Caiaphas’ full name was Joseph Caiaphas, and he was appointed high priest in A.D. 18 by Valerius Gratus who preceded Pontius Pilate as procurator of Judea. His pontificate lasted till A.D. 37, when he was removed from office by Vitellius. He is notable both for his dictum that it was expedient that one man should die for the people and also for the fact that he was the high priest at whose tribunal our Lord was condemned. As mentioned above, he was son-in-law to Annas. — Walker, pages 88-89

asked (v.7) = kept inquiring — an interrogation

by what power (v.7) = by what kind of power — implying it was magic

you (v.7) — emphatic — as though to show scorn

There is a great deal of light on this story in the book of Deuteronomy. In the thirteenth chapter, there are instructions carefully given to the rulers of the people concerning possible manifestations in their history. Let us read one or two words. “If there arise in the midst of thee a prophet or a dreamer of dreams” — and a perfect description of the two men who stood before the Sanhedrin is then given — “and he give thee a sign or a wonder, and the sign or the wonder come to pass,” and if that sign actually wrought is intended to lead you from Jehovah to other gods, you are not to hearken and this man is to be punished with death. In the fourteenth verse we read: “Then shalt thou enquire, and make search, and ask diligently; and, behold, if it be truth, and the thing certain, that such abomination is wrought in the midst of thee” then — there was to be punishment. The Sanhedrin was obeying this ancient instruction to their people. — Morgan, page 121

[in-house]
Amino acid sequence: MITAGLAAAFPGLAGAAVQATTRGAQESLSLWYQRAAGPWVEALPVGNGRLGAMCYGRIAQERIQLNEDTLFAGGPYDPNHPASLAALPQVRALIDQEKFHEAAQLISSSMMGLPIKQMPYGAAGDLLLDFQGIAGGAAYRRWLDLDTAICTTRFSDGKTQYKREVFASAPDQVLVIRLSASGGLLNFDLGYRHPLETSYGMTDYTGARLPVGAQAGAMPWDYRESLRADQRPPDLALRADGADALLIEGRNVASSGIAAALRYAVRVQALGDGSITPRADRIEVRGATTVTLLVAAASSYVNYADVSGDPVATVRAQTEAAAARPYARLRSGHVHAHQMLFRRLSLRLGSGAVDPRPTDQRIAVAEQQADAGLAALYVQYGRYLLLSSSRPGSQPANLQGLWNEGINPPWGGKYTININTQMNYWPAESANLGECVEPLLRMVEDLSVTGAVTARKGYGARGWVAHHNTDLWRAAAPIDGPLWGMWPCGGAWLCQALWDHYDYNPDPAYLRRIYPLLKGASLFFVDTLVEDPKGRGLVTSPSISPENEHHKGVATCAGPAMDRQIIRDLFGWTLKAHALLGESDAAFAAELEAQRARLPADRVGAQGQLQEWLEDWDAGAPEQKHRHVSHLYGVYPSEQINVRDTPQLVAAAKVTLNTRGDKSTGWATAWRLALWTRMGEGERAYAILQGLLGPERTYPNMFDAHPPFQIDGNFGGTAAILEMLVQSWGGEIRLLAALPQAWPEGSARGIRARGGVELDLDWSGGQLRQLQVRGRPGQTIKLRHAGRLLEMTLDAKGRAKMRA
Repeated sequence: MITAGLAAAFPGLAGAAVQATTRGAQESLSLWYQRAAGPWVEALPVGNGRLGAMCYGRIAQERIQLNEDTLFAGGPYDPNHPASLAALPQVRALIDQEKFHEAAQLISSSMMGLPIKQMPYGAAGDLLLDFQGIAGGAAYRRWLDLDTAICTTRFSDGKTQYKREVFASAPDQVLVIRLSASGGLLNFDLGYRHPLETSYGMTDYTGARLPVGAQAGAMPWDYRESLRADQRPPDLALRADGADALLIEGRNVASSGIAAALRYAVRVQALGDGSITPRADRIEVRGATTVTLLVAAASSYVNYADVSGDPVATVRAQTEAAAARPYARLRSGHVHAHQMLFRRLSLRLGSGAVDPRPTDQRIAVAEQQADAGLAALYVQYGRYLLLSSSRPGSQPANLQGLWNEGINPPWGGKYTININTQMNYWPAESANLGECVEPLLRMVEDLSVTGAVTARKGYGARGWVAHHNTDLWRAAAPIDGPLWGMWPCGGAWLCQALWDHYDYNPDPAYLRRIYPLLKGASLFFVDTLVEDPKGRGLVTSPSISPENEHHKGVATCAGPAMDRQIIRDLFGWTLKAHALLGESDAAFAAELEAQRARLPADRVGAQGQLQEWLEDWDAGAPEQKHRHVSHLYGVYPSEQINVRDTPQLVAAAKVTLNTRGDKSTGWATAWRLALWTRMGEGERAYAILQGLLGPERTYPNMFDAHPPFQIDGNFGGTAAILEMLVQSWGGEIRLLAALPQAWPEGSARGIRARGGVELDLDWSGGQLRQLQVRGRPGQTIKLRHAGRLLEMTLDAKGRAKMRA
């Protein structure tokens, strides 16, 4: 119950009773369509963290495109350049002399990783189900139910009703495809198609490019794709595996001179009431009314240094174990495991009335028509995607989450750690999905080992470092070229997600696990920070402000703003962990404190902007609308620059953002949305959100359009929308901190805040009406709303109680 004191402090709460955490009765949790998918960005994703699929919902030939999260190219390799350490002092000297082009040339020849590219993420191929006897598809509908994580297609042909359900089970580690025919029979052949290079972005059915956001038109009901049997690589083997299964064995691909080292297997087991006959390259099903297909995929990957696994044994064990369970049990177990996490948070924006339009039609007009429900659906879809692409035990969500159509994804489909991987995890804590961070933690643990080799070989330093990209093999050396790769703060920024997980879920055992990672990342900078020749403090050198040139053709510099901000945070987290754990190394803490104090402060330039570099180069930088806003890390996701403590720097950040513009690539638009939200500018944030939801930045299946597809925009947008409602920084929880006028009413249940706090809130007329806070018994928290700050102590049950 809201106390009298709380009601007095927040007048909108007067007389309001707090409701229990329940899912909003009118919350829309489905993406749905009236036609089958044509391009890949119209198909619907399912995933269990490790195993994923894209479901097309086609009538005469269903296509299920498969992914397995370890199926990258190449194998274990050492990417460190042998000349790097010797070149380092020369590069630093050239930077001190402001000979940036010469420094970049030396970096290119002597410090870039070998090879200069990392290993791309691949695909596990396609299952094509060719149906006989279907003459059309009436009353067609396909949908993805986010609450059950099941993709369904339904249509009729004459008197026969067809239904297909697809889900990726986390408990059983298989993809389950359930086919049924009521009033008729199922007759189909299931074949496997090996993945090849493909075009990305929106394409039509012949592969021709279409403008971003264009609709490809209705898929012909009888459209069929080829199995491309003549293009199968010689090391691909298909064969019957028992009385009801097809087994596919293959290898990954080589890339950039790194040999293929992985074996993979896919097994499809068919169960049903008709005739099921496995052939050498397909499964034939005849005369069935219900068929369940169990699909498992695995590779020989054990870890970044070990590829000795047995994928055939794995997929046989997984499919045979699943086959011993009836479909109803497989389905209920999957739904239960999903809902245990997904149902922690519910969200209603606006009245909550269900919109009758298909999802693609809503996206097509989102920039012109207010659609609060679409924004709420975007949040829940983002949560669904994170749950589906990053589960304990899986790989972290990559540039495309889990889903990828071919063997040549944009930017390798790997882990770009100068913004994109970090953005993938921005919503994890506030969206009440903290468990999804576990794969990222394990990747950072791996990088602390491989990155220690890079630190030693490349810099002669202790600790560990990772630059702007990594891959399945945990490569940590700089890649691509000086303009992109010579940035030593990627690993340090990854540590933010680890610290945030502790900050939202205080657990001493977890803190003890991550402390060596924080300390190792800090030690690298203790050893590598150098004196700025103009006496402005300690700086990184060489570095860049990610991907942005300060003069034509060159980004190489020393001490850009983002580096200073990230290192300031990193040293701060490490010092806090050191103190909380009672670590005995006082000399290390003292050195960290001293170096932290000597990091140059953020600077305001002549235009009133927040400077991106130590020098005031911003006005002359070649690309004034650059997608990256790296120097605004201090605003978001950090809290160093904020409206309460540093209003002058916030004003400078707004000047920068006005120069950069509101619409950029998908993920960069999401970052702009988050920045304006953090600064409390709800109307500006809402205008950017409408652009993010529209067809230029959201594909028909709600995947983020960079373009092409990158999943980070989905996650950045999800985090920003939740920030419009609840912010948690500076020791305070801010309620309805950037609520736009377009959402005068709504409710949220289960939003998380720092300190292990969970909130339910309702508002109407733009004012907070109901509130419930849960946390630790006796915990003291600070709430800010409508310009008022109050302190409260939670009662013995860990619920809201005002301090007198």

judged (v.9) — in a legal sense

good deed (v.9) — They had done nothing wrong. good = beneficial

helpless (v.9) = without strength, infirm

made well (v.9) = made whole and continues whole. Peter uses the noun form in verse 12 for “salvation,” so it is spiritual as well as physical wholeness.

Jesus Christ of Nazareth (v.10) — the name by which He was known to those who crucified Him, with the addition of His Messiahship

whom you crucified (v.10) — this is the same group of men who tried Jesus now questioned His apostles (John 15:20; Mark 13:9). The emphasis is on “you” — Peter points out their guilt as part of his plea for their repentance.

whom God raised from the dead (v.10) — Peter emphasizes the very point of contention with the Sadducees.

this man stands before you (v.10) — The healed man might also have been thrown in prison.

quote (v.11) — from Psalm 118:22. Peter uses it again in 1 Peter 2:7.